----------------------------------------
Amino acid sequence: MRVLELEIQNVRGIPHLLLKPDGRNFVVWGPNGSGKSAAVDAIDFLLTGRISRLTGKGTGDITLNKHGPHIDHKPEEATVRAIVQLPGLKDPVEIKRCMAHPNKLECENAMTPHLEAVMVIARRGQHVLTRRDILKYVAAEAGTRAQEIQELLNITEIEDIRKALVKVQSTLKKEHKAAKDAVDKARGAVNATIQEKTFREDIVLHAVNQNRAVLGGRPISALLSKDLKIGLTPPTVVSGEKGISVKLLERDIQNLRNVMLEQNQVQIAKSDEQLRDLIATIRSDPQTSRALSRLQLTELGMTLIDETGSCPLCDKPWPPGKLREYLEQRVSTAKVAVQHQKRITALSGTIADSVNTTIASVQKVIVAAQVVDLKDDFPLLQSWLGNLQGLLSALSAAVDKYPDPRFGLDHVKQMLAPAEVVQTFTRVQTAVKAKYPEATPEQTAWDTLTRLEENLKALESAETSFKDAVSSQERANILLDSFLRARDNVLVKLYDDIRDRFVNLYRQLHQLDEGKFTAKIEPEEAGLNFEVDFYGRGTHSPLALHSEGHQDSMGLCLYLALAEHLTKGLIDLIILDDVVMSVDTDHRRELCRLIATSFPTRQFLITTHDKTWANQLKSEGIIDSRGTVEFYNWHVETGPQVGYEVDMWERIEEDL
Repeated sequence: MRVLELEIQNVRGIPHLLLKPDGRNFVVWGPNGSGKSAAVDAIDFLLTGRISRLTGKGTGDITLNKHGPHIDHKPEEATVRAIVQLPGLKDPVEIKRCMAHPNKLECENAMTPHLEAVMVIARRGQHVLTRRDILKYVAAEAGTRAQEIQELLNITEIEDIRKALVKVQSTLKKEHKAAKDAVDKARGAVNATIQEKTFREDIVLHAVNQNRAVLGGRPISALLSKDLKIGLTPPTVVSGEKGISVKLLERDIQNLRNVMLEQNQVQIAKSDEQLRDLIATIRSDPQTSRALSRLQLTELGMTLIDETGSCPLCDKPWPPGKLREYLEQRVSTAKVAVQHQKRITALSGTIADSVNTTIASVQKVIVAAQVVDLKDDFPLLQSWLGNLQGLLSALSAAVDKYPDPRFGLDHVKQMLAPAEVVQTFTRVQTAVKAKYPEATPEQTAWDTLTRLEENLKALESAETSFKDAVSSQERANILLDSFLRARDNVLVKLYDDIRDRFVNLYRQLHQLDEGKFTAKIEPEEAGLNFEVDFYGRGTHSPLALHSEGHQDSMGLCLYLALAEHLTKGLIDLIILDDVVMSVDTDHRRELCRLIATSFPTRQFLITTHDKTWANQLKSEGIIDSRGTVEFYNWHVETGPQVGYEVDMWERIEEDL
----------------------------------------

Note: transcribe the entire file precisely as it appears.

Amino acid sequence: MRVLELEIQNVRGIPHLLLKPDGRNFVVWGPNGSGKSAAVDAIDFLLTGRISRLTGKGTGDITLNKHGPHIDHKPEEATVRAIVQLPGLKDPVEIKRCMAHPNKLECENAMTPHLEAVMVIARRGQHVLTRRDILKYVAAEAGTRAQEIQELLNITEIEDIRKALVKVQSTLKKEHKAAKDAVDKARGAVNATIQEKTFREDIVLHAVNQNRAVLGGRPISALLSKDLKIGLTPPTVVSGEKGISVKLLERDIQNLRNVMLEQNQVQIAKSDEQLRDLIATIRSDPQTSRALSRLQLTELGMTLIDETGSCPLCDKPWPPGKLREYLEQRVSTAKVAVQHQKRITALSGTIADSVNTTIASVQKVIVAAQVVDLKDDFPLLQSWLGNLQGLLSALSAAVDKYPDPRFGLDHVKQMLAPAEVVQTFTRVQTAVKAKYPEATPEQTAWDTLTRLEENLKALESAETSFKDAVSSQERANILLDSFLRARDNVLVKLYDDIRDRFVNLYRQLHQLDEGKFTAKIEPEEAGLNFEVDFYGRGTHSPLALHSEGHQDSMGLCLYLALAEHLTKGLIDLIILDDVVMSVDTDHRRELCRLIATSFPTRQFLITTHDKTWANQLKSEGIIDSRGTVEFYNWHVETGPQVGYEVDMWERIEEDL
Repeated sequence: MRVLELEIQNVRGIPHLLLKPDGRNFVVWGPNGSGKSAAVDAIDFLLTGRISRLTGKGTGDITLNKHGPHIDHKPEEATVRAIVQLPGLKDPVEIKRCMAHPNKLECENAMTPHLEAVMVIARRGQHVLTRRDILKYVAAEAGTRAQEIQELLNITEIEDIRKALVKVQSTLKKEHKAAKDAVDKARGAVNATIQEKTFREDIVLHAVNQNRAVLGGRPISALLSKDLKIGLTPPTVVSGEKGISVKLLERDIQNLRNVMLEQNQVQIAKSDEQLRDLIATIRSDPQTSRALSRLQLTELGMTLIDETGSCPLCDKPWPPGKLREYLEQRVSTAKVAVQHQKRITALSGTIADSVNTTIASVQKVIVAAQVVDLKDDFPLLQSWLGNLQGLLSALSAAVDKYPDPRFGLDHVKQMLAPAEVVQTFTRVQTAVKAKYPEATPEQTAWDTLTRLEENLKALESAETSFKDAVSSQERANILLDSFLRARDNVLVKLYDDIRDRFVNLYRQLHQLDEGKFTAKIEPEEAGLNFEVDFYGRGTHSPLALHSEGHQDSMGLCLYLALAEHLTKGLIDLIILDDVVMSVDTDHRRELCRLIATSFPTRQFLITTHDKTWANQLKSEGIIDSRGTVEFYNWHVETGPQVGYEVDMWERIEEDL